This choice will probably not be a surprise to you, but my favorite movie based on a play by Shakespeare is a version of Richard III produced in 1995. This version is filmed with excellent panoramic detail and does an excellent job of telling the story in a continuous sequence. I really like the sound track also.

For a setting, the movie is cast in 1920's England. The sound track of the movie is jazz and swing music from that era. This really adds to the realism of the movie for the typical moviegoer.

The movie begins with a civil war in which Edward, Richard's brother, usurps the English throne. The first five minutes of this film is a panorama of the civil war showing tanks, using music, and ending with Richard killing the current king, who was Henry VI.

Actual dialog begins at a celebration banquet for Edward's accession to the throne. Richard begins his great opening soliloquy as a congratulatory speach to Edward. This presents a problem for the filmers, since the second half of this monologue is about Richard's secret plotting to take over the throne. So, in the middle of the monologue, Richard transitions to a different context. He talks about his plots to the audience while looking back at you from a urinal. You can guess what he is doing at the urinal!

I think I have seen this movie at least a dozen times. I get more out of the movie every time I see it. If you want an easy visual introduction to the plays of Shakespeare, this movie is a great start.
The Controversy Of The Authorship Of Shakespeare

As you probably know, some critics seem to feel that Shakespeare was not a real person. In otherwords, Shakespeare was a pen name for an individual who could not reveal their true identity for political or safety reasons. They also feel this to be true due to an amazing lack of real material records documenting the life and activity of Shakespeare.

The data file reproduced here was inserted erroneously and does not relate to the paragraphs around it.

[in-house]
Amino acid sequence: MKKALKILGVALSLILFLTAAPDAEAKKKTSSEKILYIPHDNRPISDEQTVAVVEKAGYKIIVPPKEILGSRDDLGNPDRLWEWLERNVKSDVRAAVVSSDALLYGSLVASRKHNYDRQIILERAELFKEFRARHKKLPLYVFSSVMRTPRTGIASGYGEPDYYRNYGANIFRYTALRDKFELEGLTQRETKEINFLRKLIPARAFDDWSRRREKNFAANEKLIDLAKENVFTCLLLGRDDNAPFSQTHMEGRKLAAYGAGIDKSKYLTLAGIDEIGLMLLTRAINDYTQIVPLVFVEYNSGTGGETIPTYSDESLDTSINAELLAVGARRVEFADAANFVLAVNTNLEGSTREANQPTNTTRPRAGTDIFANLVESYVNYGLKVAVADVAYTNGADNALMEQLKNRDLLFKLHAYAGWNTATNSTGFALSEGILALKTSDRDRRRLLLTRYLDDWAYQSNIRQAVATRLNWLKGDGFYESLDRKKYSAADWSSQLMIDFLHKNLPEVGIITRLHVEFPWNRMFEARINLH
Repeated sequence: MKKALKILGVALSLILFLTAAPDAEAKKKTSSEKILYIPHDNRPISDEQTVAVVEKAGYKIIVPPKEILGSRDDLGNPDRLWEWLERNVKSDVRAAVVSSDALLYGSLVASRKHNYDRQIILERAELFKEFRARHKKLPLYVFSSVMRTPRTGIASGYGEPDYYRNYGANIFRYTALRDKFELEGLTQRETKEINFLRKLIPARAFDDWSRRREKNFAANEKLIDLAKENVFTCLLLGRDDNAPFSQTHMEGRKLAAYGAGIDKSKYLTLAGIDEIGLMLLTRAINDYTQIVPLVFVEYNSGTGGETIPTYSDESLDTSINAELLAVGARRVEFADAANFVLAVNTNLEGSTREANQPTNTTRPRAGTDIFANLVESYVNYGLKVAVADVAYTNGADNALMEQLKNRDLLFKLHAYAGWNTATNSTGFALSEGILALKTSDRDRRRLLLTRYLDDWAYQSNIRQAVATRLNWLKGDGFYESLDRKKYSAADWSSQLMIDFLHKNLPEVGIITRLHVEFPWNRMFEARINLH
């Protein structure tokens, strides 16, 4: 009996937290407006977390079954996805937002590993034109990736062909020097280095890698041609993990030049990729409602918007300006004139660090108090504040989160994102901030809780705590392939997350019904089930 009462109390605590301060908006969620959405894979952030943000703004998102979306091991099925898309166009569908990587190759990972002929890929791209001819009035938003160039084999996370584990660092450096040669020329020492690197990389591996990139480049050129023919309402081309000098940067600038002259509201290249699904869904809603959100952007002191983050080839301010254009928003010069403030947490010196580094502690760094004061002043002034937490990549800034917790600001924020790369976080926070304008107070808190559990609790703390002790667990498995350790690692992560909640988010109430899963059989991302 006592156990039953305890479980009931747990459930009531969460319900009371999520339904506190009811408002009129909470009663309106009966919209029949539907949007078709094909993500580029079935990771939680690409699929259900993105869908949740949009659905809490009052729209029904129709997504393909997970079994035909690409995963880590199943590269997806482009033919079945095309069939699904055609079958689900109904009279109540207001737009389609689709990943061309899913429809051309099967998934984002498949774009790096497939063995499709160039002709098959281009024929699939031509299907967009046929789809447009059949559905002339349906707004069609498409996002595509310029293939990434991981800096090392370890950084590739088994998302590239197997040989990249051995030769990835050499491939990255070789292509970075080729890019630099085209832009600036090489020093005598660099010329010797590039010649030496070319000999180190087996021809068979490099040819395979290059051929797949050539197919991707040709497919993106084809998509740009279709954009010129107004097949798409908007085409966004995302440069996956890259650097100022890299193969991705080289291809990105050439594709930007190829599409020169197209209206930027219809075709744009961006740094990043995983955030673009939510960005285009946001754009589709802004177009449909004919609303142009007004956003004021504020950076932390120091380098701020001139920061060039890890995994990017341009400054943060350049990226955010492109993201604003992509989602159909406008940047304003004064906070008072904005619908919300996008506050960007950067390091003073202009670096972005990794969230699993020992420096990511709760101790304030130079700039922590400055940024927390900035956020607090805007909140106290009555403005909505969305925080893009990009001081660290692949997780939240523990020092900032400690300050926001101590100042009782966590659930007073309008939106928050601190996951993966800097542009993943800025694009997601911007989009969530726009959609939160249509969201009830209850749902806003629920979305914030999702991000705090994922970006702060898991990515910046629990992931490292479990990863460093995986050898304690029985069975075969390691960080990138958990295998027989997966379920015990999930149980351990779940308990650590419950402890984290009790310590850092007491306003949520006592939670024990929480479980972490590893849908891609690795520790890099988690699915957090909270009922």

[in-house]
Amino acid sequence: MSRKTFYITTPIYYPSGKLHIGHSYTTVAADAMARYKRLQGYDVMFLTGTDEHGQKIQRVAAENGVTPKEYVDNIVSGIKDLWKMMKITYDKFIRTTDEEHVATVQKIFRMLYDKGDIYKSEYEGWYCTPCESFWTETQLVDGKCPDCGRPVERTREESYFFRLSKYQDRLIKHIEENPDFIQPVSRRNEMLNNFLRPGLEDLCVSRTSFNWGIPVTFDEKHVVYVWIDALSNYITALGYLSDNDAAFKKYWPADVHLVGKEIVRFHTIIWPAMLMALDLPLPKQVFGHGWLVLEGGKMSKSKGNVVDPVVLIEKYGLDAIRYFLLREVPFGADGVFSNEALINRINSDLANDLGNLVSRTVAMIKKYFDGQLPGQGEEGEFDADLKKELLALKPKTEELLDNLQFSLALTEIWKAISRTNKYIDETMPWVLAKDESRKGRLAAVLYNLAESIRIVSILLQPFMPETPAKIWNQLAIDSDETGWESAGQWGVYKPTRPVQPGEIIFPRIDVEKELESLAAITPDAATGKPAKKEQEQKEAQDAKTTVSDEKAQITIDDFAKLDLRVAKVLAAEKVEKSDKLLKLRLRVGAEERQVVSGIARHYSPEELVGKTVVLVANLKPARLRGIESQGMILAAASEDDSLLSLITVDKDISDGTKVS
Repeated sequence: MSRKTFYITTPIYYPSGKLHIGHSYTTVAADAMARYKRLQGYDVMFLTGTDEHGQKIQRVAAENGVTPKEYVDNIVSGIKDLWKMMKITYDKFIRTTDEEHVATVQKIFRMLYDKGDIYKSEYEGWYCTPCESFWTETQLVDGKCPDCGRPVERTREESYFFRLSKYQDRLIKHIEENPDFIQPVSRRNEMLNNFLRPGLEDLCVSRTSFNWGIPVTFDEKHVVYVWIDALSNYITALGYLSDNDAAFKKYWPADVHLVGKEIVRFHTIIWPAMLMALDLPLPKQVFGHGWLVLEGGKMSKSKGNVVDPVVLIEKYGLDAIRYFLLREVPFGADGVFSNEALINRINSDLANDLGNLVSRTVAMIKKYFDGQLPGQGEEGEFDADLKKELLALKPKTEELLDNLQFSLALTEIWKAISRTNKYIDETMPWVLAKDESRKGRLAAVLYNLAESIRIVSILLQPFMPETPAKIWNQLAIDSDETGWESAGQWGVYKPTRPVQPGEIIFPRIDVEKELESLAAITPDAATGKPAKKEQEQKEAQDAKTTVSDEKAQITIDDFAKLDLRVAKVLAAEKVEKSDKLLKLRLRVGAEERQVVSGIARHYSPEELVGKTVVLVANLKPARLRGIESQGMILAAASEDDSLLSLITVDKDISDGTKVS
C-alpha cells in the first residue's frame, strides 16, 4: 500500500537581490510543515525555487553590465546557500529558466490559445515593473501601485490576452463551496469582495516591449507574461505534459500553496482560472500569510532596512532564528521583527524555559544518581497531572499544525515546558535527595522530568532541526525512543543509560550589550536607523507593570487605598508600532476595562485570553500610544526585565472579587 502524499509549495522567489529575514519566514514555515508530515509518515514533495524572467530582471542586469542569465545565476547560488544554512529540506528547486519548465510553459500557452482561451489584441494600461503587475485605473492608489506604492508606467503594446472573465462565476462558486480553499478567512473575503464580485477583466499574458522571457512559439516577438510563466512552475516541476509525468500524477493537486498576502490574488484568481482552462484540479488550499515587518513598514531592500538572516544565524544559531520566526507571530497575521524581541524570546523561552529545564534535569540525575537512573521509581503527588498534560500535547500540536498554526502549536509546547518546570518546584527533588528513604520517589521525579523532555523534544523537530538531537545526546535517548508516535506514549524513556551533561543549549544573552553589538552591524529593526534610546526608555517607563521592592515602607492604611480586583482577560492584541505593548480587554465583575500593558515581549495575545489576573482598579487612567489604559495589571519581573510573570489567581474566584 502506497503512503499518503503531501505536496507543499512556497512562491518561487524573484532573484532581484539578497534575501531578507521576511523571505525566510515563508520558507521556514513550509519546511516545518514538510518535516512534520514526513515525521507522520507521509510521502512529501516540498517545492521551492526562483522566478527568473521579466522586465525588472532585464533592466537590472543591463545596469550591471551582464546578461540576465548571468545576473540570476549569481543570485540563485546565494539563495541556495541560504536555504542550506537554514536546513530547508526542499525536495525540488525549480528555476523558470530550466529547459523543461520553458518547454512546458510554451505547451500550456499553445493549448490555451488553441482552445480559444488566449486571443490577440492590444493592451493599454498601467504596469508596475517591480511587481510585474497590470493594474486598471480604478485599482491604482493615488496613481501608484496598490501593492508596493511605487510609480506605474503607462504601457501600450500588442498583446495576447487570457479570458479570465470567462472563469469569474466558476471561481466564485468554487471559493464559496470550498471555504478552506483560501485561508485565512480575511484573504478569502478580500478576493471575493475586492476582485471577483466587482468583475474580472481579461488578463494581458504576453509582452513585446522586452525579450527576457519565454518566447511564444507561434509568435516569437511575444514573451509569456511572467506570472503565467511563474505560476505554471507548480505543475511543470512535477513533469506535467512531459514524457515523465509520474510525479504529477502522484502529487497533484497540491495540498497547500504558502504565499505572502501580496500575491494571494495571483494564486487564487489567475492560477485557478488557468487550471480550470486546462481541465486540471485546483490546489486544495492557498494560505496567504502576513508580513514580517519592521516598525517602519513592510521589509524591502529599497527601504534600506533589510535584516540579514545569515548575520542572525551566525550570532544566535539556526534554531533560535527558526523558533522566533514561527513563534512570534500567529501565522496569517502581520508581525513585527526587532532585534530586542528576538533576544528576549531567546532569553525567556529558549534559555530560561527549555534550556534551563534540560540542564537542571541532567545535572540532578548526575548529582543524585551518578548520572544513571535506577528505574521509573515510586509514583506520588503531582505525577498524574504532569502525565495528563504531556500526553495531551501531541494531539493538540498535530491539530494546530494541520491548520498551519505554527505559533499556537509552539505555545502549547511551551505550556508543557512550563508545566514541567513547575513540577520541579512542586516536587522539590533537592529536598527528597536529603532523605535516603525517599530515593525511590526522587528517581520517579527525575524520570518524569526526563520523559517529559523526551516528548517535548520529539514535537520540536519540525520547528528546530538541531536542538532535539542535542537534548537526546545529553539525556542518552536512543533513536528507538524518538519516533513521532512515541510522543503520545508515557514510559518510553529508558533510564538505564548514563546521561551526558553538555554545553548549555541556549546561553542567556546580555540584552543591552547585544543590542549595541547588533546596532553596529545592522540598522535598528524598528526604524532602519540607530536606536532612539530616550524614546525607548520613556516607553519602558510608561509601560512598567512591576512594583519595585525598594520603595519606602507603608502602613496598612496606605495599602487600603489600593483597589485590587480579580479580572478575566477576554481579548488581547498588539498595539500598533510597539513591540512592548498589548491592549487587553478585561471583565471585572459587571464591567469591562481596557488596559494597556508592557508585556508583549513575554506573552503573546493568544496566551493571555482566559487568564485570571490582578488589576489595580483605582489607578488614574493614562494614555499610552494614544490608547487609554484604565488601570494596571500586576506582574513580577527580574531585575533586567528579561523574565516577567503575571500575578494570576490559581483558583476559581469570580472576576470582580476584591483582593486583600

Candidates usually considered include Sir Francis Bacon, Roger Manners, the fifth Earl of Rutland, William Stanley, the sixth Earl of Derby, Edward de Vere, seventeenth Earl of Oxford, and Christopher Marlowe, one of Shakespeare's major competitors.

I don't have enough space here to go through all the arguments about each one of these possibilities. The latest book on the subject is Shakespeare: The Evidence by Ian Wilson. This excellent book does a pretty thorough and believable job of bashing the alternatives and establishing the existence of a real person named Shakespeare.

All the same, why are the four documented, hand written signatures written by Shakespeare so completely different? Read Wilson's book for the solution to this little gem of a mystery.

The Controversy Of The Character Richard III

This controversy is another interesting aspect of Shakespeare's plays. Apparently, a healthy percentage of England's population feel that Shakespeare was really unfair to Richard III. Seems that Richard did quite a bit of good. These critics say the Shakespeare took extreme literary license with Richard's character.